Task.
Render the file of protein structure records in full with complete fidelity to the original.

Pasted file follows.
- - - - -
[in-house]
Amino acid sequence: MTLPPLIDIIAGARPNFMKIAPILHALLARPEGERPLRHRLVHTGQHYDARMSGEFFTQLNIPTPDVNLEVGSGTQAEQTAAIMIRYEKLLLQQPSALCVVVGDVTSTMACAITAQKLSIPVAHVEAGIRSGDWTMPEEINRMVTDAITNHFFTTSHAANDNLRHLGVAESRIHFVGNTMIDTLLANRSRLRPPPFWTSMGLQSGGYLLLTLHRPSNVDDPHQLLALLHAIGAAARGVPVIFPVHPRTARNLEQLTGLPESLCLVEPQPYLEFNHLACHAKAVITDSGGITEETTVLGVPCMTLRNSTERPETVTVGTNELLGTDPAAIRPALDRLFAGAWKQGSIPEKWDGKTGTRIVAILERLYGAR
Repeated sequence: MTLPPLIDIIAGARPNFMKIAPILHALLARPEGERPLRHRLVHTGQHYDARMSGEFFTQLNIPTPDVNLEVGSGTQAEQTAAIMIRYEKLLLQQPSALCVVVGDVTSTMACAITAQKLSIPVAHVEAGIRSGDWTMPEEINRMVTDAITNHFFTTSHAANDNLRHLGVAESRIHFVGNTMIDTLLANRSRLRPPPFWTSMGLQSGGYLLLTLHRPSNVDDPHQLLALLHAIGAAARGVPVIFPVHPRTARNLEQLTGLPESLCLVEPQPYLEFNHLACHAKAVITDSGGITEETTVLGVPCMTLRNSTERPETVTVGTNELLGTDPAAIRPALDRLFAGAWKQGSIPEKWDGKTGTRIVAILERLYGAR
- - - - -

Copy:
[in-house]
Amino acid sequence: MTLPPLIDIIAGARPNFMKIAPILHALLARPEGERPLRHRLVHTGQHYDARMSGEFFTQLNIPTPDVNLEVGSGTQAEQTAAIMIRYEKLLLQQPSALCVVVGDVTSTMACAITAQKLSIPVAHVEAGIRSGDWTMPEEINRMVTDAITNHFFTTSHAANDNLRHLGVAESRIHFVGNTMIDTLLANRSRLRPPPFWTSMGLQSGGYLLLTLHRPSNVDDPHQLLALLHAIGAAARGVPVIFPVHPRTARNLEQLTGLPESLCLVEPQPYLEFNHLACHAKAVITDSGGITEETTVLGVPCMTLRNSTERPETVTVGTNELLGTDPAAIRPALDRLFAGAWKQGSIPEKWDGKTGTRIVAILERLYGAR
Repeated sequence: MTLPPLIDIIAGARPNFMKIAPILHALLARPEGERPLRHRLVHTGQHYDARMSGEFFTQLNIPTPDVNLEVGSGTQAEQTAAIMIRYEKLLLQQPSALCVVVGDVTSTMACAITAQKLSIPVAHVEAGIRSGDWTMPEEINRMVTDAITNHFFTTSHAANDNLRHLGVAESRIHFVGNTMIDTLLANRSRLRPPPFWTSMGLQSGGYLLLTLHRPSNVDDPHQLLALLHAIGAAARGVPVIFPVHPRTARNLEQLTGLPESLCLVEPQPYLEFNHLACHAKAVITDSGGITEETTVLGVPCMTLRNSTERPETVTVGTNELLGTDPAAIRPALDRLFAGAWKQGSIPEKWDGKTGTRIVAILERLYGAR